Most colleges and universities have writing centers and other professional development activities that are open to staff and faculty, as well as students. NACADA’s new Virtual Writing Groups, launched in this past year, offer a structure for critical friends to support each other at the idea generation, idea development, and drafting and revising stages. And the NACADA Research Committee sponsors the “Common Reading” at every annual conference, to encourage discussion and debate about important issues related to academic advising. Here are some suggestions for preparing to enter the conversation about the complexities and context of academic advising any peer-reviewed venue:
- Read carefully the “author guidelines” and follow them completely.
- Look deeply into the articles published over the last couple years (or the ones published in the new journals) for format, voice, and style to be able to situate your work within the venue. But don’t be afraid to engage the authors with innovative ideas!
- Once you submit your manuscript, be prepared for the revision process; the comments and feedback are meant to help you make your work even more clear and effective.
- Giving a presentation on your area of interest? Record it! Then type it up—that’s your first draft of a manuscript.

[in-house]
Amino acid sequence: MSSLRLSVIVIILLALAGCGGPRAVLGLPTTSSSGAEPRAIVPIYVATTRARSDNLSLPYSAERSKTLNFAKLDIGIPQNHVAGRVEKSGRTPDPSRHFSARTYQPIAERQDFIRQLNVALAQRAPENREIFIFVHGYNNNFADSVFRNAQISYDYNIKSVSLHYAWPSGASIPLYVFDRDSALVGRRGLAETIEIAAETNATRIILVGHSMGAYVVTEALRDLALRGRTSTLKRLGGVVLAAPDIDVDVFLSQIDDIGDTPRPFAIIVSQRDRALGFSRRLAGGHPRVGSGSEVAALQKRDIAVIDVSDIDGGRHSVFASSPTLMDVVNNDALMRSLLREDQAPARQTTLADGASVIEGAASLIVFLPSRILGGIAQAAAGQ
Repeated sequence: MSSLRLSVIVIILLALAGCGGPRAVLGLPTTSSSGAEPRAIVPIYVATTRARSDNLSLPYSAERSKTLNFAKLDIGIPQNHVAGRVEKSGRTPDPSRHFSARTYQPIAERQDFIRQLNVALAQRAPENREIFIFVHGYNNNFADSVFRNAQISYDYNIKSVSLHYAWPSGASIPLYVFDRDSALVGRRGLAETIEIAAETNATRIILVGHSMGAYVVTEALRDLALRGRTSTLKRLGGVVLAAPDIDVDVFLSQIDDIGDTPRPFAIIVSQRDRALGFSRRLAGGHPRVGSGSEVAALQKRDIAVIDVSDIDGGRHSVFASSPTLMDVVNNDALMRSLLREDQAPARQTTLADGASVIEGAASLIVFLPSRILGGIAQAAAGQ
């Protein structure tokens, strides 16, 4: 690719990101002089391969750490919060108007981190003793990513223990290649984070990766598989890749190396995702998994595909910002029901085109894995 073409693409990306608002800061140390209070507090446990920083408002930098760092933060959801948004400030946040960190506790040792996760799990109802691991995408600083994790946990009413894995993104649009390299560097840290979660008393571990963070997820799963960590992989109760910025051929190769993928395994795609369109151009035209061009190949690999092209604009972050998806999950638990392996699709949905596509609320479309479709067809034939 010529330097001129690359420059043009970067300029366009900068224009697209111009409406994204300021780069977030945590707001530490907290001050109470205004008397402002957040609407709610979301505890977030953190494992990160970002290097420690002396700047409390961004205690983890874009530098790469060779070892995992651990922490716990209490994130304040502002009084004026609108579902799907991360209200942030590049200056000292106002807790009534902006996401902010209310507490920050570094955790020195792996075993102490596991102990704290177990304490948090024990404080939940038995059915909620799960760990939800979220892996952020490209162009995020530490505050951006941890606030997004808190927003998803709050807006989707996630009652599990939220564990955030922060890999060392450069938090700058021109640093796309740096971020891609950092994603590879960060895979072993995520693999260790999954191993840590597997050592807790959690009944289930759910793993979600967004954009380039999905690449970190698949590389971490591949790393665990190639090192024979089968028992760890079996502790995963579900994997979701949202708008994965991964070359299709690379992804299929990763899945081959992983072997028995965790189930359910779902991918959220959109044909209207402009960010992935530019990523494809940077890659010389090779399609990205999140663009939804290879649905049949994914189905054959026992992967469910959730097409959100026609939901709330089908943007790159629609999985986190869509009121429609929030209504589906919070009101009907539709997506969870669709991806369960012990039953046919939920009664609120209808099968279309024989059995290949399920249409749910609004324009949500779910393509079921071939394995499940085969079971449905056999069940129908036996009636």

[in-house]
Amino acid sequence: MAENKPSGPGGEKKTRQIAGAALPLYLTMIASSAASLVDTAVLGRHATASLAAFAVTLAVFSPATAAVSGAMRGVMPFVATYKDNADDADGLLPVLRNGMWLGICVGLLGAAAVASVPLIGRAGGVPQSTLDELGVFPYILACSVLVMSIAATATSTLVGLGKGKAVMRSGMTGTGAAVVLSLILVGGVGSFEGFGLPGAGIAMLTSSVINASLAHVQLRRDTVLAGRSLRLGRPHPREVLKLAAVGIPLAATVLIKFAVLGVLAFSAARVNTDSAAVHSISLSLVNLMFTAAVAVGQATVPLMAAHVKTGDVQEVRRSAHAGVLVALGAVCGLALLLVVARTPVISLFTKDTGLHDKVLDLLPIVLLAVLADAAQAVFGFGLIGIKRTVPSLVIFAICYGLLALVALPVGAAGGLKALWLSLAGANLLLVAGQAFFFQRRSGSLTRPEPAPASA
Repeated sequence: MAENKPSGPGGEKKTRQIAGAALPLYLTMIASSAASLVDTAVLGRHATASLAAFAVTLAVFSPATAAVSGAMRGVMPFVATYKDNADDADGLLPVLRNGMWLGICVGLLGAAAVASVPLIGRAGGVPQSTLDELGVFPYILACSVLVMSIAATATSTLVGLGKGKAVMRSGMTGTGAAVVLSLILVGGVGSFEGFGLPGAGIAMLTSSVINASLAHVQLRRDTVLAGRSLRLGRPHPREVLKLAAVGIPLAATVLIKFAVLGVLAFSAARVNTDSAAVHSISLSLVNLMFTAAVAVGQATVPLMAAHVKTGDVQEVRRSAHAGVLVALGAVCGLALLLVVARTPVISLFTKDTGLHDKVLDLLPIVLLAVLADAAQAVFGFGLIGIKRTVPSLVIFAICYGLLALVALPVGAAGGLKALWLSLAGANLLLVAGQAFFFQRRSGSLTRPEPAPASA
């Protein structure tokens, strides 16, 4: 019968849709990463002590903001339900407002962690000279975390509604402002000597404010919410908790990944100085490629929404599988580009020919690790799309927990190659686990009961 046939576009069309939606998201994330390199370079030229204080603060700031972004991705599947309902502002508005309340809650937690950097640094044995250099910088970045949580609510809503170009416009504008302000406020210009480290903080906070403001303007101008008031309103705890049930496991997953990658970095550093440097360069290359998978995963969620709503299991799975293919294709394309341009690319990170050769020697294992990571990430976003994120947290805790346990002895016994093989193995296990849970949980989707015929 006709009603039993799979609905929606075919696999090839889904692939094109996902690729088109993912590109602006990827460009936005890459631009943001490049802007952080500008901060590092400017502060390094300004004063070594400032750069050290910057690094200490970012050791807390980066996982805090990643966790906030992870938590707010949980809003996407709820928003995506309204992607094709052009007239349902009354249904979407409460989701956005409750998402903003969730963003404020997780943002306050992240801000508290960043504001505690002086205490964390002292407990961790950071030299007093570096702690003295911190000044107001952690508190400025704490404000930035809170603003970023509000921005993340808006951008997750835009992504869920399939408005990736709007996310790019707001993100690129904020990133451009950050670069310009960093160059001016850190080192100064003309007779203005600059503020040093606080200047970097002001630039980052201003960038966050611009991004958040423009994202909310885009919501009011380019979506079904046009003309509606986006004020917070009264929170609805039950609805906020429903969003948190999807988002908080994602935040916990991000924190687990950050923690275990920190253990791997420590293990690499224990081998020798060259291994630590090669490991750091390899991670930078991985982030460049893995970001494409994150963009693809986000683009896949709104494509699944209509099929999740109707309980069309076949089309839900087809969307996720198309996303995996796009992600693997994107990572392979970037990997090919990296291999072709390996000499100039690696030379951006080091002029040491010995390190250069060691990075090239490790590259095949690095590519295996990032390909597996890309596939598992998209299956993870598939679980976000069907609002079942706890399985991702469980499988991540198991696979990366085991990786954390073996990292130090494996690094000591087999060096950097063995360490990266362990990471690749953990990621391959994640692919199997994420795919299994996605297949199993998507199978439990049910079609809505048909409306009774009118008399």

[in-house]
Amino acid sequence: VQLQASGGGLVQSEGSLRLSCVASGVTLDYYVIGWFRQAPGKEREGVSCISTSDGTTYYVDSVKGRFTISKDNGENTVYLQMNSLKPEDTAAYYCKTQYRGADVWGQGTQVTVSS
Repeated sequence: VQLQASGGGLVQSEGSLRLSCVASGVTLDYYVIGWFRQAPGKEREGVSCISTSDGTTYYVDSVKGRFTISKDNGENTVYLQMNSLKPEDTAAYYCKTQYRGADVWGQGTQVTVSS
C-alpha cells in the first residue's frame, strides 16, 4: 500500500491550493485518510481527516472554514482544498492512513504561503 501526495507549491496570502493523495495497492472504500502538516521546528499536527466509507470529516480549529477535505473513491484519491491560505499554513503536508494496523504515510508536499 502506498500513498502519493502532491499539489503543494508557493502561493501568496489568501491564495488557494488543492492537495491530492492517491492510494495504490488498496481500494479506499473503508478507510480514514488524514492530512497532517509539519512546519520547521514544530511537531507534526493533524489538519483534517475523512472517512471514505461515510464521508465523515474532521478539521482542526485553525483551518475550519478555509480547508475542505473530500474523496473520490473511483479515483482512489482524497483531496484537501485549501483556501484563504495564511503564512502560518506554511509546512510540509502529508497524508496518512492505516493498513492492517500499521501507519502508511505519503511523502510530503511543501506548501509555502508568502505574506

- Get into a writing group, either on your campus or in one facilitated by NACADA and the new program.
Advisors can improve their writing skills through intentional professional development both individually and collaboratively. It first requires commitment to incorporating this effort into an already busy life. If this isn’t the season, don’t fret! To demonstrate commitment to the profession, however, we challenge all advising personnel to take the time to read, absorb, and even critique the scholarly, relevant work of our colleagues through these venues. Every article has implications for our important work in academic advising.
Pennsylvania State University
Wendy G. Troxel
NACADA Center for Research
Kansas State University
Havergal, C. (2017). Too many higher education journals – here are the best ones. The World University Rankings. Retrieved from: https://www.timeshighereducation.com/news/too-many-higher-education-journals-here-are-best-ones
Showell, Chris, n.d. The final hurdle: Persuasive responses to peer review. American Journal Experts. Retrieved from: https://www.aje.com/en/arc/final-hurdle-persuasive-responses-peer-review/
Tight, M. (2017). Higher education journals: Their characteristics and contribution. Higher Education Research & Development, 37(3), pp. 607-619.
Troxel, W. G., Grey, D., Rubin, L., McIntosh, E., Hoagland, I., Campbell, S. (2018). A content analysis of 15 years of academic advising research. Paper presented at the 2018 NACADA International Conference, Dublin, Ireland.
Ware, M. and Mabe, M. (2015). The STM Report: An overview of scientific and scholarly journal publishing. Copyright, Fair Use, Scholarly Communication, etc.. 9. Retrieved from: http://digitalcommons.unl.edu/scholcom/9